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Shoes mask weaknesses, barefoot highlights strengths

Sunday, 8 August 2010

Just how tall is that wall?

Solar view - before

Side view - before

Front view - before

Solar view - half exfoliated
Solar view - close up

Solar view - after
Side view - after

Front view - after

Tall feet are often seen in shod horses, not so much in the barefoot world.

If you know and use your landmarks it is easy to see just how tall this foot is; and how much it has been shortened, without changing the overall shape much.

The big things to notice are:
  • In the before solar view, it is not immediately apparent just how tall the wall has become (in relation to the hard sole plane) - because we can't see anything under the crud.  Also can you see the extent of the flare, the stretch in the white line, the thrush and the not 100% healthy frog?
  • If you look at the side view before, you can see the foot looks a bit odd.  If you follow the healing angle to the ground you can see the toe is scooting out in front. Q.  Should we just chop the toe off?
  • The front view shows the event lines - these are useful visual markers
  • The half exfoliated picture shows where the chalky crud has been flaked off.  Note 'flaked', there is no force or cutting involved.  One way of doing this, provided the hoof is healthy and sound on stones is to walk the horse on some gravel.  Then they self exfoliate.  In this case the hoof hasn't had the opportunity - so a gentle flick removes what nature would have.
  • A close up view shows you just how far the wall really extends above the hard sole plane.
  • In the cleaned up foot; see solar view, the flare and stretched white line have gone.  They were products of the overgrowth in this case.  You can see traces of the thrush - which can be cleaned out with salt water and cotton buds or a tooth brush.  If you look at the toe you can see how you can not bring that back any further without trashing the structure of the foot.  This is where some patience is required - we should facilitate correct hoof form, not attempt to force it on the foot.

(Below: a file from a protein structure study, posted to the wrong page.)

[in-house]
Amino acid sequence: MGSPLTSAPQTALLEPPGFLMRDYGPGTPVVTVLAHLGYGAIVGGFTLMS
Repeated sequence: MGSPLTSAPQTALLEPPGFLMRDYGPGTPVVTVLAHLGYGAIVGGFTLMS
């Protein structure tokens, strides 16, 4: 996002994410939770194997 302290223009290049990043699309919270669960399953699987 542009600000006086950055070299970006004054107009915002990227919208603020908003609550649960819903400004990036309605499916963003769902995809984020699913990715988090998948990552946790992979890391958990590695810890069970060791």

• In the side view - after you can see how the foot is still flared forward, but I hope you understand that you shouldn't just chop the end off to make it fit a human ideal
  • In the front view - after; try comparing the event lines with those from front view - before.  Now you can see just how much shorter that toe is.
This is a skilled job and this blog is not a 'how to trim'.  The pictures are for learning and discussion purposes only.  For interest and context - the foot in question belongs to a robust but not so young native pony.  He is out at night and in by day.  His carers are devoted to him and take care to feed him a low sugar high fibre diet.  His hoof horn quality is excellent, dense but able to flex appropriately when the hoof is loaded.  His feet have got so tall because his work load has suddenly decreased because of circumstances not to do with feet.  Of course it takes time for the hoof growth to slow down to match the decreased wear, so his feet have 'tin canned'. 

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